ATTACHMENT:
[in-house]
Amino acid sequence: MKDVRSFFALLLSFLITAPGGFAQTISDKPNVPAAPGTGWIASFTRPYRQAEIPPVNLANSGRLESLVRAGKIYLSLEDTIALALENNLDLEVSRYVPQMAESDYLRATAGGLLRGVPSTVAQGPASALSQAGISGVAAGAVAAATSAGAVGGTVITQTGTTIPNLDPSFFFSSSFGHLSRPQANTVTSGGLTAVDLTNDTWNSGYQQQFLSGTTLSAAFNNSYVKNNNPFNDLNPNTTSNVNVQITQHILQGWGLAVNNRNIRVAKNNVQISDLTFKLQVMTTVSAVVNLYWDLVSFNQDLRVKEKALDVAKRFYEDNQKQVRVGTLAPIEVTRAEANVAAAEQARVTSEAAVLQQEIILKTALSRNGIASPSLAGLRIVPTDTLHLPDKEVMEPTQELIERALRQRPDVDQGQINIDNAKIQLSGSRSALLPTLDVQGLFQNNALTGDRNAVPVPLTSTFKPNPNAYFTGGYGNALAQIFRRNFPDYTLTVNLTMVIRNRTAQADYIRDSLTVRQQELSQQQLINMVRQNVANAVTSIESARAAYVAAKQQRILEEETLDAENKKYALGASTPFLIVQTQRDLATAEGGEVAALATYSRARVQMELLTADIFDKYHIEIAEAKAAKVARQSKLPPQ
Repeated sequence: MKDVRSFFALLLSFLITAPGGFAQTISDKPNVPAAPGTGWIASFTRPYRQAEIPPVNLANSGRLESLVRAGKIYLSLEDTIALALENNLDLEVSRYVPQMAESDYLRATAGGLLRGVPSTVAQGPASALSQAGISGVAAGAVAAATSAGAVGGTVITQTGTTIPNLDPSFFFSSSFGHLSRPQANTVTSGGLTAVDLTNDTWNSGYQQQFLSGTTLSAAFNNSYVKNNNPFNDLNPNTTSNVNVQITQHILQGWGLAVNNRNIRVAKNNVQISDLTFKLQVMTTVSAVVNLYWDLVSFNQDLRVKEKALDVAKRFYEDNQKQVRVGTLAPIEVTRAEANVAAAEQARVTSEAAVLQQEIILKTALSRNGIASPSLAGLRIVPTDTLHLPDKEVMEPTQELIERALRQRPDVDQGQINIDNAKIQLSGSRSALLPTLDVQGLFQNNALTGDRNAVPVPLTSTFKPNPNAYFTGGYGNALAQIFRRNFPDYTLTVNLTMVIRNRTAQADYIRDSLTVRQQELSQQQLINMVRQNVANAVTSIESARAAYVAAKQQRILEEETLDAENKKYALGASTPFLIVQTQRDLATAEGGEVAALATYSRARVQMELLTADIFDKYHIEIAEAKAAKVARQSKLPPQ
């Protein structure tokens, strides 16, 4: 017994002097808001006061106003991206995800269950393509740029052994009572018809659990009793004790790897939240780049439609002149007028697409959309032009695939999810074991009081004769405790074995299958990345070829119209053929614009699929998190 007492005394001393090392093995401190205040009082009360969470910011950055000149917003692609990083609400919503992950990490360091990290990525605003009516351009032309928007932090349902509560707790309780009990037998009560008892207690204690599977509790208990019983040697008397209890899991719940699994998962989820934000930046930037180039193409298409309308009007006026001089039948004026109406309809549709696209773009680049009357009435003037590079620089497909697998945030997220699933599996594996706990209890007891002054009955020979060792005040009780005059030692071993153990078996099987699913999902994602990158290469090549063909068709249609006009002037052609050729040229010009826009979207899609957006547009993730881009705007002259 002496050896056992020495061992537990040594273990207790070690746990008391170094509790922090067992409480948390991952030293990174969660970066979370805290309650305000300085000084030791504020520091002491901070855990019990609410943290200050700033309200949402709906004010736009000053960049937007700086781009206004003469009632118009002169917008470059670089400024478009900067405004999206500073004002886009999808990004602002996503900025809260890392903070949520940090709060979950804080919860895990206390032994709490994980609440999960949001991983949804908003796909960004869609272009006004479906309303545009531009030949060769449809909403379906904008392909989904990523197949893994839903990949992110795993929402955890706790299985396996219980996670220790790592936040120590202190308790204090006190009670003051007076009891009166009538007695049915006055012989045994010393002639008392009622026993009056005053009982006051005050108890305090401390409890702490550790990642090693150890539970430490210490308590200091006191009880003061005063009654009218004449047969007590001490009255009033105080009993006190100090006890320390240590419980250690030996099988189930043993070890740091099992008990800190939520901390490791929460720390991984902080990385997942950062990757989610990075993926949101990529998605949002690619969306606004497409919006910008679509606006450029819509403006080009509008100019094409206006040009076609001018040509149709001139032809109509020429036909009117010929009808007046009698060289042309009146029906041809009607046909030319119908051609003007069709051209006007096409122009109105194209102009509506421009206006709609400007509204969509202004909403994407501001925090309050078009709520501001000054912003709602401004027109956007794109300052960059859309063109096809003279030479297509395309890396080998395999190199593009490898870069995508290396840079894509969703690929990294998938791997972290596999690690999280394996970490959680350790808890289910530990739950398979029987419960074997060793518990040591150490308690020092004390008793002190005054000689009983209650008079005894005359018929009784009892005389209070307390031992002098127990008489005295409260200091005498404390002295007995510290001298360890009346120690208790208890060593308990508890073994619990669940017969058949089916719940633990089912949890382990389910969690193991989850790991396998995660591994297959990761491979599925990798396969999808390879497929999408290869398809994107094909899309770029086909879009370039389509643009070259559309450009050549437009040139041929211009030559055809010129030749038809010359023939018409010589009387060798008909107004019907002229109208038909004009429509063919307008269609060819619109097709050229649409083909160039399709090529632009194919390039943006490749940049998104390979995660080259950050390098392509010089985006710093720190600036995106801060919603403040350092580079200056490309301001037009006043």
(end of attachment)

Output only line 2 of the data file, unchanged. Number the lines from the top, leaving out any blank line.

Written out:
Amino acid sequence: MKDVRSFFALLLSFLITAPGGFAQTISDKPNVPAAPGTGWIASFTRPYRQAEIPPVNLANSGRLESLVRAGKIYLSLEDTIALALENNLDLEVSRYVPQMAESDYLRATAGGLLRGVPSTVAQGPASALSQAGISGVAAGAVAAATSAGAVGGTVITQTGTTIPNLDPSFFFSSSFGHLSRPQANTVTSGGLTAVDLTNDTWNSGYQQQFLSGTTLSAAFNNSYVKNNNPFNDLNPNTTSNVNVQITQHILQGWGLAVNNRNIRVAKNNVQISDLTFKLQVMTTVSAVVNLYWDLVSFNQDLRVKEKALDVAKRFYEDNQKQVRVGTLAPIEVTRAEANVAAAEQARVTSEAAVLQQEIILKTALSRNGIASPSLAGLRIVPTDTLHLPDKEVMEPTQELIERALRQRPDVDQGQINIDNAKIQLSGSRSALLPTLDVQGLFQNNALTGDRNAVPVPLTSTFKPNPNAYFTGGYGNALAQIFRRNFPDYTLTVNLTMVIRNRTAQADYIRDSLTVRQQELSQQQLINMVRQNVANAVTSIESARAAYVAAKQQRILEEETLDAENKKYALGASTPFLIVQTQRDLATAEGGEVAALATYSRARVQMELLTADIFDKYHIEIAEAKAAKVARQSKLPPQ